Furthermore, in order to identify the killer, Ghote goes on a walk, having first purchased a pipe to smoke to emulate Holmes. Yet this ends in Ghote feeling sick and in anger, he throws the pipe into a stream. He likens the pipe to an ‘angry snake-demon,’ which is a reminder of the “evil” lurking in Ooty, yet by this point in the novel, elements of decay and neglect are revealed undermining the paradise quality. Ghote feels upset once he has recovered, thinking ‘it was he himself who had been defeated… defeated in his struggle to become a true, pipe-smoking Great Detective’. Yet it is on his return walk, unencumbered with a pipe, that the answer reveals itself to him, which could suggest that Ghote can only succeed as a detective when he uses his own skills and not those from another culture’s, namely British crime fiction. In addition, in moving away from the Great Detective persona and asserting his own independence and confidence, Ghote is able to reverse the power balance between himself and Mr Surinder. This is exemplified when Mr Surinder resigns from the role of Watson, leaving Ghote to confront the killer. Throughout the novel Mr Surinder’s acts as though solving the murder was a game or a puzzle, devised by Christie herself and is therefore unable to deal with the very real consequences which occur at the end of a criminal investigation.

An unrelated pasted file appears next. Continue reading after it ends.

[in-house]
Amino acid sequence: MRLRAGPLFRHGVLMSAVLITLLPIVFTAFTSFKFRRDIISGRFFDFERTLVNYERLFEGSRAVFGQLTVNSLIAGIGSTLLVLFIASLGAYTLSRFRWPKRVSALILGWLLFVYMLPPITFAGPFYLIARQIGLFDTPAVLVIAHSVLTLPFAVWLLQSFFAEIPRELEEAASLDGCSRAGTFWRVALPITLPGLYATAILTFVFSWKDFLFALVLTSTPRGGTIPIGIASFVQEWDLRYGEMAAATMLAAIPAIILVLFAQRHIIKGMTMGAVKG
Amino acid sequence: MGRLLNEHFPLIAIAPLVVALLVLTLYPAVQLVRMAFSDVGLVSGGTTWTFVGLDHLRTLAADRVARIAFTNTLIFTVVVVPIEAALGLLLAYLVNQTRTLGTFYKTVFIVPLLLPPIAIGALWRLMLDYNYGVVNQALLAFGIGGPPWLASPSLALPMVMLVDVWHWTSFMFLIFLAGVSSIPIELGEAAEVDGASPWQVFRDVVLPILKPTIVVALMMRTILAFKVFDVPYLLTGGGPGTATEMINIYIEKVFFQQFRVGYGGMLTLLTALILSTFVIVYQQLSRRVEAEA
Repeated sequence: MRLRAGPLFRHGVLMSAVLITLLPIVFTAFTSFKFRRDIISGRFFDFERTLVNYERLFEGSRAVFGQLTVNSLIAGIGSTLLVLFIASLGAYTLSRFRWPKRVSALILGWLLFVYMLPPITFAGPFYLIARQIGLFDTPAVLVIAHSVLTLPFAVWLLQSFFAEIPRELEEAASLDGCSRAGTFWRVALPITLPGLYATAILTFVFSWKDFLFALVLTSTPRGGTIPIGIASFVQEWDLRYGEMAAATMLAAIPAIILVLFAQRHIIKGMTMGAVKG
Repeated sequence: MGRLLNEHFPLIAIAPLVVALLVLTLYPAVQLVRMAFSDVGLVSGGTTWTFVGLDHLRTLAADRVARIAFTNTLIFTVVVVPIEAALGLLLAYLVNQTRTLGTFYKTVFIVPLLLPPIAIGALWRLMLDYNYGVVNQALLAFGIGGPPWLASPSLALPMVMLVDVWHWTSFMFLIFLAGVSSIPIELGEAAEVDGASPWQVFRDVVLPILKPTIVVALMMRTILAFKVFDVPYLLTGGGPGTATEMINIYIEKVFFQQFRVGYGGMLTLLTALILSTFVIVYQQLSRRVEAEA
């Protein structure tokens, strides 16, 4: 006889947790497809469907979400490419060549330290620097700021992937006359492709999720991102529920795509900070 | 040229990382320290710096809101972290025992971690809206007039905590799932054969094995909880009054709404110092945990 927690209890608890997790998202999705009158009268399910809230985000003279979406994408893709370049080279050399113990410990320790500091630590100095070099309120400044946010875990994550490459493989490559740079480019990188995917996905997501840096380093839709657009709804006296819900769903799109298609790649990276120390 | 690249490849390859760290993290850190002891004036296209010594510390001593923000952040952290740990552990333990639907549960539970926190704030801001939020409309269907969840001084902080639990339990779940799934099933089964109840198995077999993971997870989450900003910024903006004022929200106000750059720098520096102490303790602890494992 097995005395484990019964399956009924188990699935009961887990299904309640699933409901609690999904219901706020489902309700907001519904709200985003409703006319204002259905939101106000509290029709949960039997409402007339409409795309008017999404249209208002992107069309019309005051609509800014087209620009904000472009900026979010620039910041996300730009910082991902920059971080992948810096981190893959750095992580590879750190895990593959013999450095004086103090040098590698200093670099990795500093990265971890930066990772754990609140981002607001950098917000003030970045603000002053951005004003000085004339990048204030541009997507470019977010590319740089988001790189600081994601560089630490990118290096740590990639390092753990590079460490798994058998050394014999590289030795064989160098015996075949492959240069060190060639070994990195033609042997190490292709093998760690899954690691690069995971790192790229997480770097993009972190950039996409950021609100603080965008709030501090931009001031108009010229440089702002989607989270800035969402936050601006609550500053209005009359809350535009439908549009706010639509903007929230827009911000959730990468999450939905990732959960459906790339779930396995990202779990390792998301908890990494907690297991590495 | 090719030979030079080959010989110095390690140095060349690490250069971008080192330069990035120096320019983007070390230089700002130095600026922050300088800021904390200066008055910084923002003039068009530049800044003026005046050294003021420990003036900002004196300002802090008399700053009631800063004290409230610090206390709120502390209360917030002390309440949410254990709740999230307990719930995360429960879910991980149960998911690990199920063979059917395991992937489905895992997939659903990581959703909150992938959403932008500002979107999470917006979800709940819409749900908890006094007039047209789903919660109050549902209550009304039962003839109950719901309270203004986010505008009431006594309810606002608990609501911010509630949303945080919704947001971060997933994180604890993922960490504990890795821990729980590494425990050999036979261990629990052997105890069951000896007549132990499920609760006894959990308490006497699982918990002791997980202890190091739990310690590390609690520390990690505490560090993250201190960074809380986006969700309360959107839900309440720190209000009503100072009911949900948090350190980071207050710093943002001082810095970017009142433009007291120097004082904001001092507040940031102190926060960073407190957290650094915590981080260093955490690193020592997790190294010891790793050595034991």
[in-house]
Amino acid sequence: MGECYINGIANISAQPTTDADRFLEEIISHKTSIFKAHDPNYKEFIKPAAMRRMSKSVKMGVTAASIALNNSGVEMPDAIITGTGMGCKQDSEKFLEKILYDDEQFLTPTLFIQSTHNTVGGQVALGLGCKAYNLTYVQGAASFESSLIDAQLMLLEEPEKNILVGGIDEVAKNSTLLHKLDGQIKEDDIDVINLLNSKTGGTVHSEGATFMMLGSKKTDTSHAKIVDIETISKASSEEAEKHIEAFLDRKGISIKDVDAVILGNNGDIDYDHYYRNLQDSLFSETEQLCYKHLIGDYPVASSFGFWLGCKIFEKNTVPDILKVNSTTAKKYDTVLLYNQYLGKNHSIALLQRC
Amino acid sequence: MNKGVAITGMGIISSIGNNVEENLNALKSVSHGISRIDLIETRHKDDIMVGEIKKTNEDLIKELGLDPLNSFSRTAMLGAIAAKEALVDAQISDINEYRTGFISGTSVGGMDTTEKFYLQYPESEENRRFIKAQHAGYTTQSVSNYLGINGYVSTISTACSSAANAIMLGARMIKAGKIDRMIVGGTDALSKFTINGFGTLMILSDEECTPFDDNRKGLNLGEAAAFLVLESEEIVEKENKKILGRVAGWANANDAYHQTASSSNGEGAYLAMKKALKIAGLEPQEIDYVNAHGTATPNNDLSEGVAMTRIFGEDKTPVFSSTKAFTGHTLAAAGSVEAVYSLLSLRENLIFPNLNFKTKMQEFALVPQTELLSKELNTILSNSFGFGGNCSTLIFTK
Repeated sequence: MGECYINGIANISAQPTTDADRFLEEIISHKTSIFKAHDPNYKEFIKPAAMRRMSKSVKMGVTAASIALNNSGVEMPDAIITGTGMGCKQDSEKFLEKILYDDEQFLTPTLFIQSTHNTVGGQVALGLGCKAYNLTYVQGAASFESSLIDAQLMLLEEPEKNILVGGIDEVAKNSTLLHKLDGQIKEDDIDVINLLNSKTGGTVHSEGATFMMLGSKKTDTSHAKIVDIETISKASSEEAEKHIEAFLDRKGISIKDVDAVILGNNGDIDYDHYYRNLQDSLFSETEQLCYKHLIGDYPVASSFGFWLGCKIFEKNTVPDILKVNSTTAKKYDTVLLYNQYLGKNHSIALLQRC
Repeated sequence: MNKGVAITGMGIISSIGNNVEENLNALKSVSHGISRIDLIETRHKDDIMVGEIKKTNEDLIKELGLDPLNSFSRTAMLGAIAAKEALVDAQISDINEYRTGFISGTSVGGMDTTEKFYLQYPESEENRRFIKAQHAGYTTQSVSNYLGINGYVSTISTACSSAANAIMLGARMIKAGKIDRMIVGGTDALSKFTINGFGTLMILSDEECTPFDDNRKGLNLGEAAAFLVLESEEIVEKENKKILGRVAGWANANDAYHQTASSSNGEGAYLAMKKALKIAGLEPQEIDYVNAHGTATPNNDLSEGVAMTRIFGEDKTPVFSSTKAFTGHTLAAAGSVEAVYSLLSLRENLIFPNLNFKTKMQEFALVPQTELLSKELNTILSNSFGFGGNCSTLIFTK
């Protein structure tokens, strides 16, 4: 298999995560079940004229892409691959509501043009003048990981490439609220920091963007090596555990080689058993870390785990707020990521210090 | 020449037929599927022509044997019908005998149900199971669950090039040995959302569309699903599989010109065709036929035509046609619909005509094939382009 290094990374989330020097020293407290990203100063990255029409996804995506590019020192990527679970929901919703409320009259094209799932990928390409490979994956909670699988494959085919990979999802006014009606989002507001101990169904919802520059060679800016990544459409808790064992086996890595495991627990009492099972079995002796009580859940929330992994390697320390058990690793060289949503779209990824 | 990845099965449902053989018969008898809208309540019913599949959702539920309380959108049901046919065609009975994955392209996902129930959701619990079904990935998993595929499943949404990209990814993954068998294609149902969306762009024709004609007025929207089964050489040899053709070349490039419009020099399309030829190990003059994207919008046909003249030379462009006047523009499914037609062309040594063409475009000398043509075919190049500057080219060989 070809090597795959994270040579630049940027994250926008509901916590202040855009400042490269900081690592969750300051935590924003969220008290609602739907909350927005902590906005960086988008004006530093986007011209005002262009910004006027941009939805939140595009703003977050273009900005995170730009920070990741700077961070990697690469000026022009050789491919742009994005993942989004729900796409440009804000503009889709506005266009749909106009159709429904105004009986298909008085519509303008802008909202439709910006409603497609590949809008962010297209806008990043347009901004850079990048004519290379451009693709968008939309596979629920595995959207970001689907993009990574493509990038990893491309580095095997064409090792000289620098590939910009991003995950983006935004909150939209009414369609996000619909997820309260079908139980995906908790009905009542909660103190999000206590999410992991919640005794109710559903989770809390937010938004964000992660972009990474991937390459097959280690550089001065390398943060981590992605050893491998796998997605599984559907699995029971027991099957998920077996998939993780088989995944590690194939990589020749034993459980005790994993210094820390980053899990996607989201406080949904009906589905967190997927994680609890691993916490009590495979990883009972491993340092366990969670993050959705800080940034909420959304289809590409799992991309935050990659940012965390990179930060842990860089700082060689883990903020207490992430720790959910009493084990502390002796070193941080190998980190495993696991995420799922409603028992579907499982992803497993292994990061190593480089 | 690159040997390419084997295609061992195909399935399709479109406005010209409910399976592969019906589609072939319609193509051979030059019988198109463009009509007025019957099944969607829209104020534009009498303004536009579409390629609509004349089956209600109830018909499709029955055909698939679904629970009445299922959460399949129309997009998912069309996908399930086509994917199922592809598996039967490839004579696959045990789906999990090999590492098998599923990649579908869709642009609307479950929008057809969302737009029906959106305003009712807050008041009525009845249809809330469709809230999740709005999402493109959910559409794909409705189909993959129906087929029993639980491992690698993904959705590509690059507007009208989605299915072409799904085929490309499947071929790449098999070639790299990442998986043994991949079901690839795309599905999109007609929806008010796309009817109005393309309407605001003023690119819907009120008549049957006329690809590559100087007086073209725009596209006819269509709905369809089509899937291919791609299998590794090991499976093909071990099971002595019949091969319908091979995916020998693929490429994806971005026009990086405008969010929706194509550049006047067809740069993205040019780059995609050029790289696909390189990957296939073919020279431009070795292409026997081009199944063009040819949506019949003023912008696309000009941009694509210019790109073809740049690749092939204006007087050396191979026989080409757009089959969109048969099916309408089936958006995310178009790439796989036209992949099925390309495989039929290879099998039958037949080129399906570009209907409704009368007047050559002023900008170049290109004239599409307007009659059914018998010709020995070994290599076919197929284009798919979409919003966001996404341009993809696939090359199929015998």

I thoroughly enjoyed this book, with its Golden Age detective fiction motif and its humorous meta-fictional comments; with Ghote emphasising they cannot follow the rules of a Christie novel as they themselves are not in a detective novel. Moreover, Ghote is an engaging character and his confrontation with imperialist values and the figure of the Great Detective shadowing over him is thought provoking. It is hardly surprising at the end of the novel that he can’t wait to leave Ooty, a paradise which has been exposed as rotten and decaying but whose inhabitants cannot accept this. Ghote is eager to go home to Bombay, with its sweltering heat and high crime rates, as he sees this as a return to a dynamic and ever changing reality.

 

Rating: 4/5

 

Sources:
Auden, W. (1948). The Guilty Vicarage: Notes on the Detective Story by an Addict. Harper Magazine. May, pp. 406-412.

Boundless. (2015). Ethnocentrism and Cultural Relativism. Available: https://www.boundless.com/sociology/textbooks/boundless-sociology-textbook/culture-3/culture-and-society-29/ethnocentrism-and-cultural-relativism-186-4770/. Last accessed 17/07/2015.

Goldberg, M. (2001). Hegemony. Available: https://faculty.washington.edu/mlg/courses/definitions/hegemony.html. Last accessed 17/07/2015

Plain, G. (2002). Twentieth Century Crime Fiction: Gender, Sexuality and the Body. Abingdon: Taylor and Francis.

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About armchairreviewer